Hi and welcome to this week’s update from Greylake, West Sedgemoor and Swell Wood.

I’m pleased to say I can give you a roundup of activity on the farm. On Monday and Tuesday we were working here quite a bit, so I got a chance to look out for those nests I’ve been following.

The swallow chicks have definitely hatched. I brought the memory card from the camera on Friday and it was packed with great videos, including the first glimpse of the chicks. Unfortunately the files are too big to post on here, but I will post them up on social media, and continue to bring you updates on them through the week. In the meantime, I've taken some still frames to give you an idea.

  Both adults at the nest on Thursday

  Adult feeding chick, but you can't see it yet

  First glimpse of a chick on Friday afternoon. It's head has some fluff, so it must be a few days old

  Adult feeding chick, but now you can see it

The blue tits are almost certainly feeding chicks in the nest box. It’s one our volunteer Andy put up this year and is actually designed for sparrows, who like to nest communally. There are three separate chambers inside. However, the sparrows clearly weren’t interested, so the blue tit took advantage and is nesting in the right hand section, with the other chambers unoccupied. I assure you, although the first picture looks much like a great tit, they are both of the same birds, taken seconds apart, and it was definitely a blue tit.

 

I’ve also discovered a great tit nest nearby. They are making use of a small cavity in the roof of the boiler room. I saw one of the adults perched on a wire just outside with a caterpillar in its mouth, so they must be feeding young too. I managed to get this action shot as it flew back out.

The pied wagtails are also extremely busy now. I’ve seen them catching insects in mid-air, a very impressive feat, but also often running about on the ground in the yard, presumably hunting terrestrial invertebrates. So I can surmise that they also have chicks. Yes, there seems to be a lot of babies around the farm right now.

I was starting to think that the kestrels across the road weren’t using the box after all. I tried setting up a camera there to monitor them but it wasn’t working. After several days with no footage, I swapped the camera for another one, thinking it was possible there was a problem with the first. Lo and behold, the following day, I discovered that they are going to the box. I had the camera set a bit low, so only had sound and a brief glimpse of a tail, but they were there. So I adjusted the camera and… found this barn owl instead.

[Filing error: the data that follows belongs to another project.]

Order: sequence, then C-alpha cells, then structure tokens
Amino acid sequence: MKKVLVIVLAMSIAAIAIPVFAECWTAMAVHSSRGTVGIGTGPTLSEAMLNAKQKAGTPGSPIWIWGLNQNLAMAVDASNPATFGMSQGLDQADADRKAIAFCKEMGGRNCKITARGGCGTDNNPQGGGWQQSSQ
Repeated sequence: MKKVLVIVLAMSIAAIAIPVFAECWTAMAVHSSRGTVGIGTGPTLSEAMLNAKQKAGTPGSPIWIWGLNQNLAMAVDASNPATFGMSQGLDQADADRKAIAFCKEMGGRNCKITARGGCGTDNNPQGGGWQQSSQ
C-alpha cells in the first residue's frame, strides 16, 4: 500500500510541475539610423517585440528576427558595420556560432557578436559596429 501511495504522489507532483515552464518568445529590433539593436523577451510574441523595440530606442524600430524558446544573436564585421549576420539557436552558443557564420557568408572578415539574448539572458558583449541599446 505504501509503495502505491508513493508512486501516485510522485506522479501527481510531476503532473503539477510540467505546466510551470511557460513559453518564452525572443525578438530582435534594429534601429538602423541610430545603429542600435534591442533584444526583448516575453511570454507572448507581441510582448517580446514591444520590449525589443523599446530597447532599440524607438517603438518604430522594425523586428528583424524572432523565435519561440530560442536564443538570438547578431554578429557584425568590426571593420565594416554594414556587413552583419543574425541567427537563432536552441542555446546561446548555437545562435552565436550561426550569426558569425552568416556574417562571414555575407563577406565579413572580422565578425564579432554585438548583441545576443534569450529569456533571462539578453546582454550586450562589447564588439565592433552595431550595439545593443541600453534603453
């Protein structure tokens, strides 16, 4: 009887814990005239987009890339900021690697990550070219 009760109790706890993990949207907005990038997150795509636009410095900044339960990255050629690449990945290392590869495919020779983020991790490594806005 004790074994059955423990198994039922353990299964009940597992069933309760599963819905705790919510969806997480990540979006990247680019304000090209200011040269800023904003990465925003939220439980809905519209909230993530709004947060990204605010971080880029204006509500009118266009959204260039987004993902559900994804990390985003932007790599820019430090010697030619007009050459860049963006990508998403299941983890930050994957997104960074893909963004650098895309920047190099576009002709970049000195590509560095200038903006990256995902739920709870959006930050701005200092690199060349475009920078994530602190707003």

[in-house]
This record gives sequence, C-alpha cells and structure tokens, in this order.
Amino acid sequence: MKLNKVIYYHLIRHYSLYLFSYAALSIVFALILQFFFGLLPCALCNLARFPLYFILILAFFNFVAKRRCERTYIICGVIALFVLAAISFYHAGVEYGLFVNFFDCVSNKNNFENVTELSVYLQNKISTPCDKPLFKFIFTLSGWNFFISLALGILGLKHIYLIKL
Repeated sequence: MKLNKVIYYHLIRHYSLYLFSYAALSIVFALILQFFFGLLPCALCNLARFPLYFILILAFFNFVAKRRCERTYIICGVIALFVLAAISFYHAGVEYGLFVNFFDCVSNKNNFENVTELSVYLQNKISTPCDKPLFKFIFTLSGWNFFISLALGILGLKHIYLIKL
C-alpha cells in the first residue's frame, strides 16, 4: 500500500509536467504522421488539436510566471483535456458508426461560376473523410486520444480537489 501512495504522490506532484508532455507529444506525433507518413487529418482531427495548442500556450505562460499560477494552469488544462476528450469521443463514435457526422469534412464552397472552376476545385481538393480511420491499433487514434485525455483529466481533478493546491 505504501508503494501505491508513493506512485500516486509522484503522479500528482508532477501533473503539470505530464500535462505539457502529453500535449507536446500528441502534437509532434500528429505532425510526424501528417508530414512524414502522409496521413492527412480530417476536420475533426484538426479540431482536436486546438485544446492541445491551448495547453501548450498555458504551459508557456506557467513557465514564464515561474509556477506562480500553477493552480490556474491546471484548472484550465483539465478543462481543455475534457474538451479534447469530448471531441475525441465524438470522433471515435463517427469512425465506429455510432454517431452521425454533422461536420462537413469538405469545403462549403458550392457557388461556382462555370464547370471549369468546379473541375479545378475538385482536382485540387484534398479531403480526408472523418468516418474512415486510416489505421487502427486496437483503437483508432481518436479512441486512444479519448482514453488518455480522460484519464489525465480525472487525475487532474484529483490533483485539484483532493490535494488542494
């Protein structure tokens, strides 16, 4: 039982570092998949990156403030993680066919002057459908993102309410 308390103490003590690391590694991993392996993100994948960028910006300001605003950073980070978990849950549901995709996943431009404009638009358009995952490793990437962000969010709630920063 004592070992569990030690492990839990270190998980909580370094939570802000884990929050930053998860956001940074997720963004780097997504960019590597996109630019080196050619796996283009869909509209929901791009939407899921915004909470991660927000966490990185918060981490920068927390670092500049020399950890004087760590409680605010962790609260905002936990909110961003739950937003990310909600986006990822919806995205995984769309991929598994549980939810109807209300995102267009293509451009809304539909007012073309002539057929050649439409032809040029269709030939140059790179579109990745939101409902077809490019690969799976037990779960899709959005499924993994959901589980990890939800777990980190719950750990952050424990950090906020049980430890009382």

There was no footage of the kestrels for the two days prior to me bringing the memory card in on Friday, but then this morning I did notice one of the kestrels on the barn roof and then it flew off, so they are still around. I'm not sure what's going on out there, although it isn't unusual for barn owls and kestrels to jostle for space as they will both make use of nest boxes like this. It causes some disturbance to anything using the box for me to retrieve the memory card, so I don't do it every day. However, I will update you on social media if I get anything more interesting happening.

The song thrush has disappeared, but the male wakes me up every morning with his exceedingly loud singing, so I’m sure they are nesting nearby, they’ve just chosen a different site, perhaps one with more cover as there are crows and jackdaws around regularly.

In other news, I’ve been testing my skills this week as a swan herder. We had a slight issue that a swan had nested on a bridge between two gateways, and if we moved cattle through the gates, the nest would get trampled. So we decided to put up a temporary barrier between swans and cows to keep it safe. In order to do this we had to get close to the nest, which the male swan didn’t like at all, so I had to use a large piece of plyboard to keep him at bay while Ashley knocked in a post and tied a gate up to it. We worked as fast as possible so they could come back to the nest and hopefully they will thank us when the cows thunder past and don’t trample their seven eggs.

There was a nice sighting at Greylake this week. Site manager Harry was out early on Thursday morning doing an essential survey to find out where birds were nesting in the fields to help inform us about grazing levels as the cattle start to come out. Shortly after he arrived, at about six o’clock, a flock of six whimbrel flew over. He also found breeding lapwing and redshank, a bittern was booming, curlew were calling and a pair of cranes were hiding in the vegetation, probably nesting. So all in all, a good visit.

That's all for this week. I'll leave you with a picture of one of the glorious sunsets we had over the last week. 

Take care for another week.

Kathryn

P.S. All photos taken by me at home, on exercise or during essential work, or by trail cameras.

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